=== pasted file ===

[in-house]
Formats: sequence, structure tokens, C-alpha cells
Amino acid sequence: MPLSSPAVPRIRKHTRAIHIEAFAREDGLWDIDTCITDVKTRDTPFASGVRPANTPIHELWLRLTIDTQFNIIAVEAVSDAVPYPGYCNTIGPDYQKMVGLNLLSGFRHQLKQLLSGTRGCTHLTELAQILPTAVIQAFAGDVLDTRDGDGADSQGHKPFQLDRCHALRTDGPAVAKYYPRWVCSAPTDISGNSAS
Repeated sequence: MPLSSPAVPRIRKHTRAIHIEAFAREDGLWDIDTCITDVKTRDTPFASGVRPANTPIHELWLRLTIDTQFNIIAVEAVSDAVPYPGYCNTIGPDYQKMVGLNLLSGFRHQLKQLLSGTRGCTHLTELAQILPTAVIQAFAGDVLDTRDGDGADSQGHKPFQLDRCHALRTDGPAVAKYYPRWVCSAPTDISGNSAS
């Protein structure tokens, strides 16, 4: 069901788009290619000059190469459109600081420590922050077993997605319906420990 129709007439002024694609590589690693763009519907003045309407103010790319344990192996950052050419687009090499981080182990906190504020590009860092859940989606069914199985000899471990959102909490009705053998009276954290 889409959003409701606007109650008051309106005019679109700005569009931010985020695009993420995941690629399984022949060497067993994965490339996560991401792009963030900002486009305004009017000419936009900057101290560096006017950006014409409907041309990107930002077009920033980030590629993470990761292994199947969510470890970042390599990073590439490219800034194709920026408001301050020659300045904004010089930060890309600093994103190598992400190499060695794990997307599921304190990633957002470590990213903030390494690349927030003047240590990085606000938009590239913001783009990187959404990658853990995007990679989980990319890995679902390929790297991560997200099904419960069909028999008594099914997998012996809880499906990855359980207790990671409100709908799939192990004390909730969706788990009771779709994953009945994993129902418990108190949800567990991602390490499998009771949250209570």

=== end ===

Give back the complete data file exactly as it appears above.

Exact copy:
[in-house]
Formats: sequence, structure tokens, C-alpha cells
Amino acid sequence: MPLSSPAVPRIRKHTRAIHIEAFAREDGLWDIDTCITDVKTRDTPFASGVRPANTPIHELWLRLTIDTQFNIIAVEAVSDAVPYPGYCNTIGPDYQKMVGLNLLSGFRHQLKQLLSGTRGCTHLTELAQILPTAVIQAFAGDVLDTRDGDGADSQGHKPFQLDRCHALRTDGPAVAKYYPRWVCSAPTDISGNSAS
Repeated sequence: MPLSSPAVPRIRKHTRAIHIEAFAREDGLWDIDTCITDVKTRDTPFASGVRPANTPIHELWLRLTIDTQFNIIAVEAVSDAVPYPGYCNTIGPDYQKMVGLNLLSGFRHQLKQLLSGTRGCTHLTELAQILPTAVIQAFAGDVLDTRDGDGADSQGHKPFQLDRCHALRTDGPAVAKYYPRWVCSAPTDISGNSAS
């Protein structure tokens, strides 16, 4: 069901788009290619000059190469459109600081420590922050077993997605319906420990 129709007439002024694609590589690693763009519907003045309407103010790319344990192996950052050419687009090499981080182990906190504020590009860092859940989606069914199985000899471990959102909490009705053998009276954290 889409959003409701606007109650008051309106005019679109700005569009931010985020695009993420995941690629399984022949060497067993994965490339996560991401792009963030900002486009305004009017000419936009900057101290560096006017950006014409409907041309990107930002077009920033980030590629993470990761292994199947969510470890970042390599990073590439490219800034194709920026408001301050020659300045904004010089930060890309600093994103190598992400190499060695794990997307599921304190990633957002470590990213903030390494690349927030003047240590990085606000938009590239913001783009990187959404990658853990995007990679989980990319890995679902390929790297991560997200099904419960069909028999008594099914997998012996809880499906990855359980207790990671409100709908799939192990004390909730969706788990009771779709994953009945994993129902418990108190949800567990991602390490499998009771949250209570």